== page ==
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Jewish World Review Sept. 24, 2004 / 9 Tishrei, 5765

Tom Purcell

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Why are we encouraging the clueless to vote? | Rocker Ted Nugent is onto something.

According to Washington Whispers, Nugent is tired of MTV and musicians such as P. Diddy pushing young people to vote without pushing them to learn what is really going on.

"That's not good enough," says Nugent. "It's like saying, 'Well, there's a child drowning in the river. Just do something. Here, I'll throw him a cinder block.'"

Heh, heh, you got to like Nugent for his visual language, but as I said he's on to something. According to a new report by CATO, many voters don't have much idea what is going on.

An informed electorate is a prerequisite for democracy, writes Ilya Somin, assistant professor of law at George Mason School of Law. His study is titled "When Ignorance Isn't Bliss: How Political Ignorance Threatens Democracy."

"If voters do not know what is going on in politics," writes Somin, "they cannot rationally exercise control over government policy."

I don't know how anyone can argue with that point. A while back, I made random phone calls asking people basic questions about the income tax. Most had no idea what their tax brackets were, how much taxes they actually paid, or how much Social Security, Medicare and Medicaid cost them. No wonder so few people were in favor of tax cuts.

But if many voters are ignorant about taxes -- something that impacts all of us directly - how can they possibly make sound judgments about what our government is doing with the environment, workplace regulations, health care, energy, foreign policy or the millions of other things our government has its fingers in?

The answer: they don't. Somin writes few voters know what is in Bush's Patriot Act or, for that matter, the positions Bush has taken on a number of domestic issues.

And in their ignorance, voters are ripe to be exploited by clever politicians who are more interested in getting elected and holding onto power than they are about the truth or doing what is best for the public.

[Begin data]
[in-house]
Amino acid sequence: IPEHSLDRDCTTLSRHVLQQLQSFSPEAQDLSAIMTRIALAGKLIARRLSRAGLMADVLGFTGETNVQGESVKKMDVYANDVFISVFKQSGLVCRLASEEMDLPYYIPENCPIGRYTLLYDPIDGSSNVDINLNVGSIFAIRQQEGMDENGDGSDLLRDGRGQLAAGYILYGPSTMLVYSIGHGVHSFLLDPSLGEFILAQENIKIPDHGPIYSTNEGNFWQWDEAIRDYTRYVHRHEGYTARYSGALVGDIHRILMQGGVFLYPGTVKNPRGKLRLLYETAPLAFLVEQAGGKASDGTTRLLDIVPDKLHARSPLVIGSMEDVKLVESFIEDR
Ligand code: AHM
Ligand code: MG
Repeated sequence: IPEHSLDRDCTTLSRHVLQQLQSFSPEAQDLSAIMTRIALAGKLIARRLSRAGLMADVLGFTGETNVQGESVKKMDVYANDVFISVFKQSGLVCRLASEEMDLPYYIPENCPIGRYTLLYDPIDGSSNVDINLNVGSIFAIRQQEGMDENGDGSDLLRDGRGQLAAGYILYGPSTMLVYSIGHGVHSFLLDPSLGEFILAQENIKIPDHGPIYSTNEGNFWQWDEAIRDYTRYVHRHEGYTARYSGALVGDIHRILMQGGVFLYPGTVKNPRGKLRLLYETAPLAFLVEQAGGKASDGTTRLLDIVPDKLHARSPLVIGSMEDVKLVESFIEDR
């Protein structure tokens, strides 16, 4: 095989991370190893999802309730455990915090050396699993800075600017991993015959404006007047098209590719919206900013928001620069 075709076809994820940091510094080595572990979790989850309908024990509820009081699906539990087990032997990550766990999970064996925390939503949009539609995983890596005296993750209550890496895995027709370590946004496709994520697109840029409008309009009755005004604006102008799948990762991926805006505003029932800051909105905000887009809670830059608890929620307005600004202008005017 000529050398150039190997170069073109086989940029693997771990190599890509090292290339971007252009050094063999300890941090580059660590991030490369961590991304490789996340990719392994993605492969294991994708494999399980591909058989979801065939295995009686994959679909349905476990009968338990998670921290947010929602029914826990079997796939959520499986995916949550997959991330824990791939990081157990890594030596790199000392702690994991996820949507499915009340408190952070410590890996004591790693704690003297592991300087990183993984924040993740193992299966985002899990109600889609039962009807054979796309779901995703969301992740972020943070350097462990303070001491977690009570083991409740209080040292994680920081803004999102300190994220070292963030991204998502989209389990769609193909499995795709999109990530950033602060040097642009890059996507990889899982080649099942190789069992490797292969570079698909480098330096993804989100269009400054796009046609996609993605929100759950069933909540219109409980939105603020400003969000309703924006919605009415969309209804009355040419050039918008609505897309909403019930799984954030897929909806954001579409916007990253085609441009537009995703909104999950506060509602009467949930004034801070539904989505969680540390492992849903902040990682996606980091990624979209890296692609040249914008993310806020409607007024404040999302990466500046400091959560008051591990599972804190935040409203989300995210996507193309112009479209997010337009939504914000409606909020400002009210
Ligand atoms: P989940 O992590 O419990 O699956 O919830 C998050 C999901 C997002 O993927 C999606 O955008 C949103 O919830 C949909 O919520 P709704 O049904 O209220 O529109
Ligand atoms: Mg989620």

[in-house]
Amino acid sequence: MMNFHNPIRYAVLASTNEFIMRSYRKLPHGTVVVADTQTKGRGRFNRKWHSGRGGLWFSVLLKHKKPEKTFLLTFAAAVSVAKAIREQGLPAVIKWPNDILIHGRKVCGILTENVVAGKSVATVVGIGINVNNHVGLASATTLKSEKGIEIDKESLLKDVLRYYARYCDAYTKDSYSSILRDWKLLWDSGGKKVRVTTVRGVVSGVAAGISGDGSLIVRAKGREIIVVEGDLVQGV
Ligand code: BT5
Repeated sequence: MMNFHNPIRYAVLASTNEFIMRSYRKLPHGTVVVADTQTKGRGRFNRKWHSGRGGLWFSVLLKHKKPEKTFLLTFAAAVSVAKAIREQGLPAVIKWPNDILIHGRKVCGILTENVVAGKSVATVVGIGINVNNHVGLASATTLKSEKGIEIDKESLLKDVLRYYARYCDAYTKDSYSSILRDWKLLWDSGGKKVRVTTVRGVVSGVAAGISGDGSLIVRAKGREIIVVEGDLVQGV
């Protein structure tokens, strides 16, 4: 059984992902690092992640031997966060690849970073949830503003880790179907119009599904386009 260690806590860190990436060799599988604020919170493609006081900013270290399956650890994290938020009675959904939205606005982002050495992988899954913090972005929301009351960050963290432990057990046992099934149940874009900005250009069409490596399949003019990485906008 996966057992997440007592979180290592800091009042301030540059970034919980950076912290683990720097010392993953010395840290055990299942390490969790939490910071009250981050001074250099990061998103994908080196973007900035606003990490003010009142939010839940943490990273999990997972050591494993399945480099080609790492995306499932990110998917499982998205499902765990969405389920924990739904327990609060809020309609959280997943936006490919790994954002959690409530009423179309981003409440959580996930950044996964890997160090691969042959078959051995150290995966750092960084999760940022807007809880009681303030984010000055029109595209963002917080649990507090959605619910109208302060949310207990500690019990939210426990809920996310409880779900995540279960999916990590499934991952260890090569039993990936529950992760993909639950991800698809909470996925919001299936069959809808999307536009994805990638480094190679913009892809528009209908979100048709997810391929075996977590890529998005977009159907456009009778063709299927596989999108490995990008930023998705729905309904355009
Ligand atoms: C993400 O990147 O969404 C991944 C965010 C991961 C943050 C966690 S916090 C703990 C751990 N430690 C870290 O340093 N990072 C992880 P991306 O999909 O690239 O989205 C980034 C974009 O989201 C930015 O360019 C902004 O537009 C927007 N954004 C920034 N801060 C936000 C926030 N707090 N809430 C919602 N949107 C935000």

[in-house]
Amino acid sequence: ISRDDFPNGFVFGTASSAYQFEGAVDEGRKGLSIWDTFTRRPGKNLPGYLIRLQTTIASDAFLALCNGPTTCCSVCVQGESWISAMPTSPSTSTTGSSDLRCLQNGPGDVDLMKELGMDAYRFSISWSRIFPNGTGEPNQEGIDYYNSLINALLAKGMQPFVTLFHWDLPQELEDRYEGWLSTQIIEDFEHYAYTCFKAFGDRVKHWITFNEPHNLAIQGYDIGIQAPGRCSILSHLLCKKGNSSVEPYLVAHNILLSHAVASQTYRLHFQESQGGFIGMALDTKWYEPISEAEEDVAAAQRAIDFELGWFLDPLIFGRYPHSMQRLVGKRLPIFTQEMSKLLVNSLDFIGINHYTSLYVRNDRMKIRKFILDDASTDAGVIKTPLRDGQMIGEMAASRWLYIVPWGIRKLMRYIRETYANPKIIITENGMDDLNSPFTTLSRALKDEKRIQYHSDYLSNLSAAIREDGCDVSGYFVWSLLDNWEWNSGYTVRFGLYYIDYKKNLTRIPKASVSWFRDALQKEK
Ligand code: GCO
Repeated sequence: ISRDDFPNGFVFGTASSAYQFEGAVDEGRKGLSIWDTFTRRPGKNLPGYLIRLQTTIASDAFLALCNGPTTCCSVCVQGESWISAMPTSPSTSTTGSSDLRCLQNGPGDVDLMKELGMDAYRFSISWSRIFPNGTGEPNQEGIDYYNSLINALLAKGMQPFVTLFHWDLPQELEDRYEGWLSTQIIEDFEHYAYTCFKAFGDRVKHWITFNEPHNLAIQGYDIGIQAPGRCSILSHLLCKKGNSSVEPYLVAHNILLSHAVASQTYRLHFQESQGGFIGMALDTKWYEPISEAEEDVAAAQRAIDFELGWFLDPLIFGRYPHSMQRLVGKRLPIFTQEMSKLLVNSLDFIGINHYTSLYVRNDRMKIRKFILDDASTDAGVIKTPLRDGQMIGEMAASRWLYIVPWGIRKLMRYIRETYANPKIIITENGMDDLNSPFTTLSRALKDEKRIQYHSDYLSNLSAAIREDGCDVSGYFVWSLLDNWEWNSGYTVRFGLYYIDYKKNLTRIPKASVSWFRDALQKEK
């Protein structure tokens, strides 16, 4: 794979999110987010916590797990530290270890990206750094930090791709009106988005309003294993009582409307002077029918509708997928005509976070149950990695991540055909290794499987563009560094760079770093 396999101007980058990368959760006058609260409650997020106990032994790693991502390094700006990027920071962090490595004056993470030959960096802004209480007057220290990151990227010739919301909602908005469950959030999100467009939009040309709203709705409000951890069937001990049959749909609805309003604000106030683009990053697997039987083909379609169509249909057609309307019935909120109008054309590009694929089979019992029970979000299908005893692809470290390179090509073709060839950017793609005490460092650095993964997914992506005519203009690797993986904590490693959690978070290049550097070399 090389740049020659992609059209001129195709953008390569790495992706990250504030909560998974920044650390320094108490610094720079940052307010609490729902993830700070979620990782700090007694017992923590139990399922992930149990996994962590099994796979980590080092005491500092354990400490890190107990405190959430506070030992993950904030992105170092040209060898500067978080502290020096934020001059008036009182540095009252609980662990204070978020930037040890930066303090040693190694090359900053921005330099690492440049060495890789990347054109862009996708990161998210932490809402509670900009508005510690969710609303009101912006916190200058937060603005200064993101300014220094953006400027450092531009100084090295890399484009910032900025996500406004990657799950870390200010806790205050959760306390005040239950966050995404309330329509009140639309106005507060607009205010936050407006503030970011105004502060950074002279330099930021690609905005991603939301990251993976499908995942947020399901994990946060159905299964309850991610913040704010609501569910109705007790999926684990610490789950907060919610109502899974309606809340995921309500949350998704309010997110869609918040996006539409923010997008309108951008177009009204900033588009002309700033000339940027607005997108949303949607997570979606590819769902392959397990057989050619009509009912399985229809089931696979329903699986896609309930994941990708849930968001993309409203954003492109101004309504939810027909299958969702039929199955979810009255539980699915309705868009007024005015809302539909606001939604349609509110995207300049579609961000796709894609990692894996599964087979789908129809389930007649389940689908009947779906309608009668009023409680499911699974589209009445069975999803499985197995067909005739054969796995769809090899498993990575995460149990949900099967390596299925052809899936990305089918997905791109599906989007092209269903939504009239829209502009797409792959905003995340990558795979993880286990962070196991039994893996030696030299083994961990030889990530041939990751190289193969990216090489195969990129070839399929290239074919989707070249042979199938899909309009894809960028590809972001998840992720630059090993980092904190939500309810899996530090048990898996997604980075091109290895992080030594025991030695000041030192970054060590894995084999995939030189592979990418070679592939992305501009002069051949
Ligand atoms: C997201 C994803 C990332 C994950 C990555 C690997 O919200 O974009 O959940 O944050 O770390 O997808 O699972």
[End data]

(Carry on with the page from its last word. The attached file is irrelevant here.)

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Take Bush's tax cuts. Bush lowered income taxes for Americans in EVERY tax bracket. The facts show that every time the government has lowered taxes, the economy grows and tax receipts ultimately go up. The current recovery directly correlates to Bush's tax cuts. Sorry, but lower taxes are better than higher taxes.

But how has the tax issue been framed by the Democrats and many in the press? That the Republicans did it to favor the rich and shift more of the tax burden onto the middle class and the poor -- an outright mistruth, but one that resonates among folks who don't know better.

There are lots of other mistruths that come out at election time. That Republicans are trying to shove the elderly off bridges by slashing Medicare and Social Security benefits. That Republicans are trying to block minority voters from getting to the polls. That Iraq, problematic as it is, is worse than Viet Nam.

The press is supposed to monitor, investigate and expose mistruths, but if recent events are any indication, some of our esteemed journalists are more interested in spreading their own agendas and influencing elections more than they are in uncovering truth and reporting the facts -- which is what I thought the press is supposed to do.

In any event, Somin argues that as the government gets ever larger and government issues more complex, the average voter is less able to keep up. The more ignorant voters become, the more likely politicians will exploit their ignorance, and the more disconnected voters will be to the government they are supposed to direct. Somin recommends a smaller federal government, but with Republicans spending more than Democrats ever dreamed of, that won't likely happen.

That's why Ted Nugent is onto something. We don't need more people voting who don't know what is going on. We need more people who vote to learn more about what is going on.

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© 2004 Tom Purcell